Mezze… Daring Kitchen Challenge February 2010

This is my second month participating in the Daring Kitchen (DK) challenge and I am glad that I did because Mezze was on the menu.  You know how sometimes there are things on your to-do list that have been there for awhile, well homemade pita was on of those things for me.

This DK challenge was hosted by Michele of Veggie Num Nums.  She challenged everyone to make pita bread, hummus and various other recipes from Claudia Roden, Jeffrey Alford and Naomi Duguid.

I have made hummus many times before, but this was the first time I decided to rehydrated the beans instead of going for the canned option.  The texture was slightly drier an dI used water instead of olive oil to blend.  I was a little concerned about the amount of tahini, but the flavors were fantastic!

If you are going to use dried beans you need to soak them overnight and then cook them the next day, which takes about 90 minutes.
1 1/2 cups (300 gm) Chickpeas (Нахут)
3 oz (90 ml) Lemon juice (from 2 – 3 lemons)
2 – 3 Garlic cloves, peeled and crushed
4 tbsp (60 ml) Tahini, well-stirred (Тахан)
A large pinch of Salt
Drain and boil the soaked chickpeas in fresh water for about 1 1/2 hours, or until tender.  Drain, but reserve the cooking liquid.
Puree the beans in a food processor (or you can use a potoato masher) adding the cooking water as needed until you have a smooth paste.
Add the rest of the ingredients and mix well.  Adjust the seasonings to taste.
Prep time: 20 minutes to make, 90 minutes to rise

2 tsp (.43 oz) Dry Yeast, not quick yeast (Мая)
2.5 cups (600 ml) Warm Water (110F/43C)
5 – 6 cups (600 gm) All purpose Flour (you can you 50/50 to make whole wheat, which I did)
1 tbsp (15 gm) Salt
2 tbsp (30 gm) Olive Oil
In a large bread bowl, sprinkle yeast over the warm water.
Stir to dissolve.  Stir in 3 cups of flour one cup at a time, then stir 100 times, about 1 minute, in the same direction to activate the gluten.  
Let the sponge rest for at least 10 minutes, or as long as 2 hours.
Sprinkle the salt over the sponge and stir in the olive oil. Mix well.  
Add more flour, a cup at a time until the dough is too stiff to stir.  Turn it out onto a lightly floured surface and knead for 8 – 10 minutes, until smooth and elastic.  Rinse out the bowl, dry and lightly oil.  Return the dough to the bowl and cover with plastic wrap.  Let rise until at least doubled in size, approximately 1 1/2 hours.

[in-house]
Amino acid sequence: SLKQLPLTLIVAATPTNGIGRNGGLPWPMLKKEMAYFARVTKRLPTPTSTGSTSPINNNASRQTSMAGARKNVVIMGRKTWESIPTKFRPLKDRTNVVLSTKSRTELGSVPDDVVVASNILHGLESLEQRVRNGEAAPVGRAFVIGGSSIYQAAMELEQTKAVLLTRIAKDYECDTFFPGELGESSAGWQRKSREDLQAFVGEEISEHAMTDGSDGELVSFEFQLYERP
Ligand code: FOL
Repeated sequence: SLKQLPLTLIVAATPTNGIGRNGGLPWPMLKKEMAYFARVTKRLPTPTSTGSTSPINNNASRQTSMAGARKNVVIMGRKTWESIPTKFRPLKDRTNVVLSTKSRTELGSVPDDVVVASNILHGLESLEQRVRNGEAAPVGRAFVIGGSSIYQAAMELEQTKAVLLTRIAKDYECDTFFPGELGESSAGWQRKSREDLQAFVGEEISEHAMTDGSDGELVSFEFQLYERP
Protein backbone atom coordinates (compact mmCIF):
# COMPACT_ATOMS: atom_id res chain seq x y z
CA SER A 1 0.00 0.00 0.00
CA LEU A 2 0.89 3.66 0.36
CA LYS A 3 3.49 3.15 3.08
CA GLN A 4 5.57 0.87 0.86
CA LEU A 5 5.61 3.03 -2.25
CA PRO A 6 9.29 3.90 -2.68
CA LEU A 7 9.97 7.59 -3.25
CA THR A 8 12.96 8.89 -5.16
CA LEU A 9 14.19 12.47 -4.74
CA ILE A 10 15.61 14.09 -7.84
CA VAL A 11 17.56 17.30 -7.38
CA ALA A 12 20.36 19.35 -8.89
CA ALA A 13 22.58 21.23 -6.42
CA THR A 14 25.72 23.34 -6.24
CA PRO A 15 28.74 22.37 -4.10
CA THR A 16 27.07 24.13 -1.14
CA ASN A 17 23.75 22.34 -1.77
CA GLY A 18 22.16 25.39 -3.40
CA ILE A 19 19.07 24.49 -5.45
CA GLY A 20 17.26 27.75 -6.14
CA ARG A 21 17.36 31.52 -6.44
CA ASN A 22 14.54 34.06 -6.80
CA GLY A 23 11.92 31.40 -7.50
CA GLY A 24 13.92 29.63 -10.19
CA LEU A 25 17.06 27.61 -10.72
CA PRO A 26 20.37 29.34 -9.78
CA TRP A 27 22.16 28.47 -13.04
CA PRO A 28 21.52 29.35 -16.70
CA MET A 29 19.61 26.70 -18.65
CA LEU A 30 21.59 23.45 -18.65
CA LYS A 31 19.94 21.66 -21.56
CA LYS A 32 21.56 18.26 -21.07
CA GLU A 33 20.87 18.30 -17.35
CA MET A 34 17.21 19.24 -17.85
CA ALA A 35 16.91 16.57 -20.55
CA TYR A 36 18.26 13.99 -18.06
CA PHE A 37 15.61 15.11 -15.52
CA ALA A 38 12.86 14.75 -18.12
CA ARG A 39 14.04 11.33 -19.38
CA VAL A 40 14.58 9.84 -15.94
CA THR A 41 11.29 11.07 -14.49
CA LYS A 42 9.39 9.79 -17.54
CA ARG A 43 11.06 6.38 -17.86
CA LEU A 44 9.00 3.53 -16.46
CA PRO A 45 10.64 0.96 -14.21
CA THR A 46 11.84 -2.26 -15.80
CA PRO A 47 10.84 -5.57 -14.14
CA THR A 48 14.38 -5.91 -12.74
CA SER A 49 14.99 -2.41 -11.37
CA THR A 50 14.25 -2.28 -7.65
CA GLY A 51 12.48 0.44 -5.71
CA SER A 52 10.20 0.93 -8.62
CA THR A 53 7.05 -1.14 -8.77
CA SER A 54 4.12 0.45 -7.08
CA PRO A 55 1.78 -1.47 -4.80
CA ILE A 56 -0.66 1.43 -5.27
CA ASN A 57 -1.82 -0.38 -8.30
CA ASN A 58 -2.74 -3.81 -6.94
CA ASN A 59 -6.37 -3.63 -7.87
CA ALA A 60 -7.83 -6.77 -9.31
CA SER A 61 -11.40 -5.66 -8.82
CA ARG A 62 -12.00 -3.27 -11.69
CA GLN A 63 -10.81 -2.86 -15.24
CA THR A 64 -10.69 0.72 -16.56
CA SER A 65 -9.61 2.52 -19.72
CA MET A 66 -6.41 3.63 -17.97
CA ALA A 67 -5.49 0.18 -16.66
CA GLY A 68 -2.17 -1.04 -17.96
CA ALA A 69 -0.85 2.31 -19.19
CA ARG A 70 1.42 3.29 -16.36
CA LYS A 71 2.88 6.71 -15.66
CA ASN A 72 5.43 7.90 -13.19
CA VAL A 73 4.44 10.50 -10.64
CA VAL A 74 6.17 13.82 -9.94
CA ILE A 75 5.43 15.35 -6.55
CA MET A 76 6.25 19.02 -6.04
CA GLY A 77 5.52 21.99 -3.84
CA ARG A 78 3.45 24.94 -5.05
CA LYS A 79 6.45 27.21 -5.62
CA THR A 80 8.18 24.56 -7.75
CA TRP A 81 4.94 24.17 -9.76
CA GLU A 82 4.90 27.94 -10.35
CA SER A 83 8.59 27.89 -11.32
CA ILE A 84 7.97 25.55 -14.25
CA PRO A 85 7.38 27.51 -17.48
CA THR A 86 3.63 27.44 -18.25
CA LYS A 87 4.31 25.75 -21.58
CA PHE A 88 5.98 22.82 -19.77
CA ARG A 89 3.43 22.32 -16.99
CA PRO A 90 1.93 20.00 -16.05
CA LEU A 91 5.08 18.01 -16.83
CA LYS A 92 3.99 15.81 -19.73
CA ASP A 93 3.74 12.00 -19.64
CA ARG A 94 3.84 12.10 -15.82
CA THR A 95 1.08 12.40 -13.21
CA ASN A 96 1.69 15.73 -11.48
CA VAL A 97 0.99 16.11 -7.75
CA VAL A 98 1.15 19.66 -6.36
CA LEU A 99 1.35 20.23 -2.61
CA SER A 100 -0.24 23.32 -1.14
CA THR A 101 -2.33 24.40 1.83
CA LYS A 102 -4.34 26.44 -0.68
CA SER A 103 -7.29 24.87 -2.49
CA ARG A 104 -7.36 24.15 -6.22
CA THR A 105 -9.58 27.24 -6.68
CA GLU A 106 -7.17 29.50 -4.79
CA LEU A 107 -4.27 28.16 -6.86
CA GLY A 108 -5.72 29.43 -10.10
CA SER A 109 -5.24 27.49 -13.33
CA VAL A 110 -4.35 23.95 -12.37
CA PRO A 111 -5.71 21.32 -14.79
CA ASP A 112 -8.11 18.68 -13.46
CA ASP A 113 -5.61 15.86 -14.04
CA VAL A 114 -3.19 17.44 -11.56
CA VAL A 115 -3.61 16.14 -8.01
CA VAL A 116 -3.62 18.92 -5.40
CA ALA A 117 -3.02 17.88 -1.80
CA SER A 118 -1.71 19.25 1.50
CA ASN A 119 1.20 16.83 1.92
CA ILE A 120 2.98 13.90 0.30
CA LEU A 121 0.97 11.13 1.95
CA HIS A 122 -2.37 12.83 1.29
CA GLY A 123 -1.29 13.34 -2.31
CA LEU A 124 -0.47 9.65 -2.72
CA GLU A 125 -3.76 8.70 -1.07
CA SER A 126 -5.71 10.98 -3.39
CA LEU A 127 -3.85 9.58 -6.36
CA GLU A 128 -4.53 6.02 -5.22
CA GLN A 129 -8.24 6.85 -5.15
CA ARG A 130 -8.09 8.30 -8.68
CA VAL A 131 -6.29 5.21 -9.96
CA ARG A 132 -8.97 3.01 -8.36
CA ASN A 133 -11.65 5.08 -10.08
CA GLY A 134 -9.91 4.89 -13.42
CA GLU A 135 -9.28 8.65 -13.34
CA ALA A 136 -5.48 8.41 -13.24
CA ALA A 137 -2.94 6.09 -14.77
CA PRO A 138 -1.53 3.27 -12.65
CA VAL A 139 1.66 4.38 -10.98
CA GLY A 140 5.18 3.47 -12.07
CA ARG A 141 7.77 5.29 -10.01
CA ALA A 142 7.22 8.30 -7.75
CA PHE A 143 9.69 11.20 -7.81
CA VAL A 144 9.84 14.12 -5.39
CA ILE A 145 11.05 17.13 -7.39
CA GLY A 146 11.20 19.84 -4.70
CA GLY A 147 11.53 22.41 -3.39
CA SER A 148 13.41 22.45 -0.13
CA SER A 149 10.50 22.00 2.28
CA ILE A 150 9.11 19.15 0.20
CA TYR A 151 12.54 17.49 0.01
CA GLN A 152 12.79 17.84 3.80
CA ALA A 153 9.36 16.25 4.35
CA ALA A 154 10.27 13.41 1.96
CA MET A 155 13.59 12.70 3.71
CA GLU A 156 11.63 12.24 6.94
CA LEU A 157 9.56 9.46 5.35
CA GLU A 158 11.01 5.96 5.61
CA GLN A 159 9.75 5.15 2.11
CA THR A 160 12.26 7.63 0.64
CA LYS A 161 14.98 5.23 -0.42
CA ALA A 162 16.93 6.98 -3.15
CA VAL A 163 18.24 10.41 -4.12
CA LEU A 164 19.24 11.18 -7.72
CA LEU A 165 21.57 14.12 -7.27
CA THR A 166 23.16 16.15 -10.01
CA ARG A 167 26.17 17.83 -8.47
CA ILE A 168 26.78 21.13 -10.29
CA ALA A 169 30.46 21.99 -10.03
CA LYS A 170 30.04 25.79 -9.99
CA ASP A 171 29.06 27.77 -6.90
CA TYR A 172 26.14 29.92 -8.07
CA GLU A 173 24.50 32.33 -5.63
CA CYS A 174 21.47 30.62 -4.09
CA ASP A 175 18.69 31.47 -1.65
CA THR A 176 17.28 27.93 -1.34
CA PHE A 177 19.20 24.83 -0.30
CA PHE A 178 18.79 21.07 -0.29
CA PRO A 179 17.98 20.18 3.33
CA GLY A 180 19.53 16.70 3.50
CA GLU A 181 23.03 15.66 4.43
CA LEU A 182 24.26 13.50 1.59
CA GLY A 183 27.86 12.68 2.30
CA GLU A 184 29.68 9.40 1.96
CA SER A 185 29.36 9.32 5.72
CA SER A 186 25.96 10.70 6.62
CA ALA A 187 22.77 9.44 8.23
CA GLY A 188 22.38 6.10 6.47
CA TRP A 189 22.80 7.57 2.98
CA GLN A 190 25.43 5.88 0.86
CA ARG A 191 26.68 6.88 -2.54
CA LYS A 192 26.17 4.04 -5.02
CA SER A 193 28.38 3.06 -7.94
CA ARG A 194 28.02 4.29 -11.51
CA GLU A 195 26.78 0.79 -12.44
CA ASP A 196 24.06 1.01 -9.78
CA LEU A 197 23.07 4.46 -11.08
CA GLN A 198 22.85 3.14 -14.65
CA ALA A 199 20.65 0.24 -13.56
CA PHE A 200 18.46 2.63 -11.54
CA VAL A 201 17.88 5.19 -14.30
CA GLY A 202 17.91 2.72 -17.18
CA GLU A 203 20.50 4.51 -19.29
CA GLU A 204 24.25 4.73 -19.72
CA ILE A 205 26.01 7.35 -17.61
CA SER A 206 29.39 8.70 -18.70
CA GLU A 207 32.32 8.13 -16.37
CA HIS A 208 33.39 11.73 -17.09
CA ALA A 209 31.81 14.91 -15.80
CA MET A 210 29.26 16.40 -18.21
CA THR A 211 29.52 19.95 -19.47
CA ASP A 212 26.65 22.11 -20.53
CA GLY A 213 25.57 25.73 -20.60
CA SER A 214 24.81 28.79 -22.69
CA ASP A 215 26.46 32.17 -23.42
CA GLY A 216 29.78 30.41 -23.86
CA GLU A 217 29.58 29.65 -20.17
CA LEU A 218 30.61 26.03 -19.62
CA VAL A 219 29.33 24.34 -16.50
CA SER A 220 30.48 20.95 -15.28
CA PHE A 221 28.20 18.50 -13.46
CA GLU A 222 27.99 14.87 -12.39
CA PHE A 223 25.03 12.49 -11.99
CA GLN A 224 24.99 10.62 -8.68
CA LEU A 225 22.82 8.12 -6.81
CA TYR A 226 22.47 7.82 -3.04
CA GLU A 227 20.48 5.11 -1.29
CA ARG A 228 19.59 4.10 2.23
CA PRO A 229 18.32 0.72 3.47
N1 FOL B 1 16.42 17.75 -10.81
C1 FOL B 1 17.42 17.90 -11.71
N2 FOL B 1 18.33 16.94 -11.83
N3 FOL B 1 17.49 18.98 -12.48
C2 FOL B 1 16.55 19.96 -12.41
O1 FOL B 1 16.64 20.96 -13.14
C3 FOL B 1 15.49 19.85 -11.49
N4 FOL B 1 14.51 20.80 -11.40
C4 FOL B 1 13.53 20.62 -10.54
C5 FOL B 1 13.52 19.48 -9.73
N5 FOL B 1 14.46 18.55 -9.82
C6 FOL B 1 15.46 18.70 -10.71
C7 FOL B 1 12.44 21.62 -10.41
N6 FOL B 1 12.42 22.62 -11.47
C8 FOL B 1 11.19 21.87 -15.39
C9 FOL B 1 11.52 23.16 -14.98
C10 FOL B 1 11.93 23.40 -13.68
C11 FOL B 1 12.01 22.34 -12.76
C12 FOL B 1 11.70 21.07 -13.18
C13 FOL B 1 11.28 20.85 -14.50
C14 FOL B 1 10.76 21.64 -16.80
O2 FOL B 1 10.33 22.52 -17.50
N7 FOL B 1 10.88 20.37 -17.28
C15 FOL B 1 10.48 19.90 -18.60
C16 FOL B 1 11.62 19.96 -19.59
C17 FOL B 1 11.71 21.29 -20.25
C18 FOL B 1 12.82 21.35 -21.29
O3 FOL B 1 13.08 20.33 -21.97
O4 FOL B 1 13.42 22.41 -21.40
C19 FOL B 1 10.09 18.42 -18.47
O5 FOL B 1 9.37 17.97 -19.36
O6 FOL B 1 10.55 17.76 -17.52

Place a pizza stone, or two small baking sheets, on the bottom rack of your oven, leaving a 1 inch gap all around between the stone or the sheets and the oven walls to allow heat to circulate.  Pre-heat the oven to 450F (235C)
Gently punch down the dough.  Divide the dough in half, and then set half aside, covered, while you work with the rest.  Divide the other half into 8 equal pieces and flatten each piece with lightly floured hands. Roll out each piece to a circle 8 – 9 inches in diameter and less than 1/4 inch thick. 
Keep the rolled out breads covered until ready to bake, but do not stack.
Place 2 breads or more if your oven is large enough, on the stone or baking sheets and bake for 2 – 3 minutes, or until each bread has gone into a full balloon. 
If for some reason your doesn’t puff up, don’t worry it should still taste delicious.  Wrap the baked bread together in a large kitchen towel to keep them warm and soft while you bake the remaining rolled-out breads.  Then repeat with the rest of the dough.
I also decided to use some of the left over chickpeas to attempt falafel, but I baked them, so they were lacking in the fatty goodness, but tasty!

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Author: caseyangelova

Eating, Gardening & Living in Bulgaria

13 thoughts on “Mezze… Daring Kitchen Challenge February 2010”

  1. Hey Aneta,
    Great beans video! I am a bit of a bean-tard. What I did with the chick peas worked well. I was happy with the results.
    I have not been to El Buli. I too am not a fan for molecular gastronomy, but I would like to experience it. I am excited for the culinary academy. Let me know when you want to take a trek, Angel won't want to join me!


  2. I love hummus, though I've never made it myself before. I used to just rely on my mom to make it. I used take 3 half gallon Mason jars of this back with me from my home visits.

    One thing I learned though, after many attempts on finding a decent substitute for pita bread, hummus doesn't go well with any other type of bread other than pita or Middle Eastern flat breads. Who knows, perhaps I'm just being fussy.


  3. Wow Kitchen Masochist, I hope you didn't have to stash that in your luggage and fly to the Philippines. I think the marriage of pita and hummus can't be beat. Traveling to Israel, helped me to realize the meal needs little else.


  4. I hand-carried them, girl! I had to make sure none of the jars break, you know. What goes in my luggage would be chocolates from my favorite chocolatiers back home.

    I swear, being an expat makes me do silly things. Oh, and I brought bagels and about 4 dozen pita breads to go with the hummus. I probably would've taken a few of my favorite flavors of Ben and Jerry if I could! 🙂

    Indeed, hummus and pita are truly meant to be together.


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